Councils slam bookies over FOBT delay

9 July 2018

Council chiefs claim that an extra £3.6bn (€4.1bn/$4.8bn) could be wagered on FOBTs over the next two years if there is a delay in the implementation of a maximum stake reduction.

It was announced in May that the government is set to accept Gambling Commission recommendations for a new £2 stake limit, down from the existing £100. Bookmakers claimed the decision would lead to 4,000 shop closures and 21,000 job losses. 

However, it has since emerged that the changes are unlikely to be implemented until 2020 due to the need for parliamentary approval for the introduction of a new statutory instrument.

In a statement issued over the weekend, the Local Government Association (LGA), a body that represents councils across the UK, claimed a delay of two years is due to “unacceptable” pressure from the betting industry.

It said as much as £3.6bn could be lost by people using FOBTs over the next two years.

“The harm and anti-social behaviour these machines can cause has become an issue of growing national concern. Councils are extremely concerned about reports that the betting industry are blocking an early implementation,” said Cllr Simon Blackburn, chair of the LGA’s Safer and Stronger Communities Board.

“This is hugely worrying and frankly unacceptable. The Government needs to resist any pressure and move quickly to implement these changes to prevent further harm in our society.”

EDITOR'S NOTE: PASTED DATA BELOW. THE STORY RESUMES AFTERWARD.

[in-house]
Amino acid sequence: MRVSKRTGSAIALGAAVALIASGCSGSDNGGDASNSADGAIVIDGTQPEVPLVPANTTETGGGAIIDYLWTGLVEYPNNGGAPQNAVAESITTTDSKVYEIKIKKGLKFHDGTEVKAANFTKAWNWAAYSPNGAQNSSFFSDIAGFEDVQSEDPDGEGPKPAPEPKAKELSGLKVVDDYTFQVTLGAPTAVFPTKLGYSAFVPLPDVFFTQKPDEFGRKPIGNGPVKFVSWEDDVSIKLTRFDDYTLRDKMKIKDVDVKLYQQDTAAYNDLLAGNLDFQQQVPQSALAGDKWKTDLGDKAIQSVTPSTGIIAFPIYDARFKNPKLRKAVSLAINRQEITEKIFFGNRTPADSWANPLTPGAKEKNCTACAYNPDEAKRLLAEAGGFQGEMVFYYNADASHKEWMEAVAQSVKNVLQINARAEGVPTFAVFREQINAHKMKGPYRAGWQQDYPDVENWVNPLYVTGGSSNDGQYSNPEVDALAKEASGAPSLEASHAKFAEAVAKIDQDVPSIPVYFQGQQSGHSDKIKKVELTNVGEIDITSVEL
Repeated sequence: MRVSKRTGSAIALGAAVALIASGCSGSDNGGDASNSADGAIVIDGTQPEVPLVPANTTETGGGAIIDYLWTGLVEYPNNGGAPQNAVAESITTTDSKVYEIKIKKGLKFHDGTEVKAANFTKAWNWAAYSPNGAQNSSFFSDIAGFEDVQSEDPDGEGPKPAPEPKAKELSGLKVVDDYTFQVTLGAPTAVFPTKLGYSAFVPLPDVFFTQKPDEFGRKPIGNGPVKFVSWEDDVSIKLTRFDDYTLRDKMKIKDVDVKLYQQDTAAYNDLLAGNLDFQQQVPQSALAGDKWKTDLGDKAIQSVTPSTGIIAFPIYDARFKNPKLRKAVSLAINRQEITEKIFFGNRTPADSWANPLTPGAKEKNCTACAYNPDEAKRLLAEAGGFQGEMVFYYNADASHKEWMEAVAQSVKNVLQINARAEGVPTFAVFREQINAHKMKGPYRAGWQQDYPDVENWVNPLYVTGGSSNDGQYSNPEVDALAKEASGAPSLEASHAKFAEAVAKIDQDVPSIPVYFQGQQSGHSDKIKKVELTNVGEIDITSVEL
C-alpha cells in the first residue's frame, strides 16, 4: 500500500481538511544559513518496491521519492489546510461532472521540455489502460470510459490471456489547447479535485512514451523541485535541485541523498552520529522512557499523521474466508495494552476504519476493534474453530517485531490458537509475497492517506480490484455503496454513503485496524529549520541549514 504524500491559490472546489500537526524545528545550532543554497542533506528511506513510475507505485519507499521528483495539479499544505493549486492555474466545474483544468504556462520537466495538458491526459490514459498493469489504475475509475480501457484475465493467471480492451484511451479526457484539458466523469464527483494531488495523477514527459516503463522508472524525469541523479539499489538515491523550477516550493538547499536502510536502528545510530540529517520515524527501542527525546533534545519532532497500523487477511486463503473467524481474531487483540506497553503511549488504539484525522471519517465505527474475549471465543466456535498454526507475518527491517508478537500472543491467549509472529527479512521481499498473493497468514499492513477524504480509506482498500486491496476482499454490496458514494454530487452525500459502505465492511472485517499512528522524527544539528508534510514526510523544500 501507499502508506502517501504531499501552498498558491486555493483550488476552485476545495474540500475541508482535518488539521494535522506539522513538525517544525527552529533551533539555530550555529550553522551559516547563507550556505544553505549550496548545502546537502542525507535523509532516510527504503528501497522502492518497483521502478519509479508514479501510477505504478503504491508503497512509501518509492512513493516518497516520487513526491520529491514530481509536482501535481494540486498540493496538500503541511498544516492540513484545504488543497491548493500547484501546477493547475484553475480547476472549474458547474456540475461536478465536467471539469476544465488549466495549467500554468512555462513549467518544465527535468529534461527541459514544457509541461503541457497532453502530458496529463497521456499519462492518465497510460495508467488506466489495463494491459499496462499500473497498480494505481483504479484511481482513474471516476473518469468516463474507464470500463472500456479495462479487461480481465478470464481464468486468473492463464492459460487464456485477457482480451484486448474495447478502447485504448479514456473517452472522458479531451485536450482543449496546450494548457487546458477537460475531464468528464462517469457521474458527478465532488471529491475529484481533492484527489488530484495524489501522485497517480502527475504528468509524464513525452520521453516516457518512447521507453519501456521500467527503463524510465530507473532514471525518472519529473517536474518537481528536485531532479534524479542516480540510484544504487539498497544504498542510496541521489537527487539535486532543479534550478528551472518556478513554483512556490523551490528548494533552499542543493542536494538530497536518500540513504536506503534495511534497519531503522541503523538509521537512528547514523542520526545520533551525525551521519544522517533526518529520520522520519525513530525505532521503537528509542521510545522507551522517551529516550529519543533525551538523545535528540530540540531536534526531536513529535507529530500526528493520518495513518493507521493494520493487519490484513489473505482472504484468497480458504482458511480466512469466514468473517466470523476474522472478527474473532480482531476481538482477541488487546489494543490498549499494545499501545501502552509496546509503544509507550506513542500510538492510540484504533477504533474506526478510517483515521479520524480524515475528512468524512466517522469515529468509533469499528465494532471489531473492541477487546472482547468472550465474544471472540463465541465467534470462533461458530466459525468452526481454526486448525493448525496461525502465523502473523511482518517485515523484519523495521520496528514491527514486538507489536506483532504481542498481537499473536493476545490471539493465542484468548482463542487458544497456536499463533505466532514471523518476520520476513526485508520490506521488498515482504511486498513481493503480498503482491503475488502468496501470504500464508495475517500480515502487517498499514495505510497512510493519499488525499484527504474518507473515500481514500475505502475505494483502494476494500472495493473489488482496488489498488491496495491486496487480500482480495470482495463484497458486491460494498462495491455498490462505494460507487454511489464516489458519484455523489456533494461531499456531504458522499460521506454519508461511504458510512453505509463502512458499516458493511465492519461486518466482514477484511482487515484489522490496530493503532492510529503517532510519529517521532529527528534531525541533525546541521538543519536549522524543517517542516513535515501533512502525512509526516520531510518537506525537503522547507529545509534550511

The Association of British Bookmakers told iGamingBusiness.com that betting shops are “now working to adjust to this seismic change” and called for an “appropriate timeframe” for implementation.

A spokesperson said: “While the implementation timeframe is a matter for the government, an appropriate timeframe would enable staff redeployment where possible, the introduction of voluntary redundancy schemes, the renegotiation of shop leases and the termination of contracts with many local suppliers in an orderly way.

“In addition software changes to the architecture of over 200 games will be made. This process will also require each game to be independently verified.

“Those shops that survive will continue to provide a safe place to gamble with staff interaction and industry leading responsible gambling measures and to support British sport.”